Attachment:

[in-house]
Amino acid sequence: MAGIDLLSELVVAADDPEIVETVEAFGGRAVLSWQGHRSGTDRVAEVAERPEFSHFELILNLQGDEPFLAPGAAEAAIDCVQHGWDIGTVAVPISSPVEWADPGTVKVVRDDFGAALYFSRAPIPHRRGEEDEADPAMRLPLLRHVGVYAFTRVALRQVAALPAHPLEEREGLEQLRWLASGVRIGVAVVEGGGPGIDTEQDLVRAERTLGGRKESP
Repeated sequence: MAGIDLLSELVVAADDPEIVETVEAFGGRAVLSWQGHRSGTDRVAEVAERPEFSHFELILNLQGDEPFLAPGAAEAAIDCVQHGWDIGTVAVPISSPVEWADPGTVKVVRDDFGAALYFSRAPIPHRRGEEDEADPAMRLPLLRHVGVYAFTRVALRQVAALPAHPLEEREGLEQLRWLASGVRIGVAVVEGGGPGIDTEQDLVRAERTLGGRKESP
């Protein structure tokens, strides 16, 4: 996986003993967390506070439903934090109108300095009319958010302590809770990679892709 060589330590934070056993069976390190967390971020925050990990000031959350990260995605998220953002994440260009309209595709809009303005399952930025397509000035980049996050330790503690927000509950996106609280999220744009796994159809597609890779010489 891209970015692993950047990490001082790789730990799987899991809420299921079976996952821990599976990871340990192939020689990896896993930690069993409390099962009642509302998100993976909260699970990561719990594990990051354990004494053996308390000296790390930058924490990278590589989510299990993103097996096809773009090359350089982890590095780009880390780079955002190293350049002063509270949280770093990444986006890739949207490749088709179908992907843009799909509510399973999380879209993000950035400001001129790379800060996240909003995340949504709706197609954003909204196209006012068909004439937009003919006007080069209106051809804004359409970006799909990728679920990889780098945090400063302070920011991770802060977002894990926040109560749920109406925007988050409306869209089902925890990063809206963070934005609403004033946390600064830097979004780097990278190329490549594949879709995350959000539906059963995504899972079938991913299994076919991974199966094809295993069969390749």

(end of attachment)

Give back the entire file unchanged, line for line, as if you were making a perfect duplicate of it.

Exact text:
[in-house]
Amino acid sequence: MAGIDLLSELVVAADDPEIVETVEAFGGRAVLSWQGHRSGTDRVAEVAERPEFSHFELILNLQGDEPFLAPGAAEAAIDCVQHGWDIGTVAVPISSPVEWADPGTVKVVRDDFGAALYFSRAPIPHRRGEEDEADPAMRLPLLRHVGVYAFTRVALRQVAALPAHPLEEREGLEQLRWLASGVRIGVAVVEGGGPGIDTEQDLVRAERTLGGRKESP
Repeated sequence: MAGIDLLSELVVAADDPEIVETVEAFGGRAVLSWQGHRSGTDRVAEVAERPEFSHFELILNLQGDEPFLAPGAAEAAIDCVQHGWDIGTVAVPISSPVEWADPGTVKVVRDDFGAALYFSRAPIPHRRGEEDEADPAMRLPLLRHVGVYAFTRVALRQVAALPAHPLEEREGLEQLRWLASGVRIGVAVVEGGGPGIDTEQDLVRAERTLGGRKESP
């Protein structure tokens, strides 16, 4: 996986003993967390506070439903934090109108300095009319958010302590809770990679892709 060589330590934070056993069976390190967390971020925050990990000031959350990260995605998220953002994440260009309209595709809009303005399952930025397509000035980049996050330790503690927000509950996106609280999220744009796994159809597609890779010489 891209970015692993950047990490001082790789730990799987899991809420299921079976996952821990599976990871340990192939020689990896896993930690069993409390099962009642509302998100993976909260699970990561719990594990990051354990004494053996308390000296790390930058924490990278590589989510299990993103097996096809773009090359350089982890590095780009880390780079955002190293350049002063509270949280770093990444986006890739949207490749088709179908992907843009799909509510399973999380879209993000950035400001001129790379800060996240909003995340949504709706197609954003909204196209006012068909004439937009003919006007080069209106051809804004359409970006799909990728679920990889780098945090400063302070920011991770802060977002894990926040109560749920109406925007988050409306869209089902925890990063809206963070934005609403004033946390600064830097979004780097990278190329490549594949879709995350959000539906059963995504899972079938991913299994076919991974199966094809295993069969390749």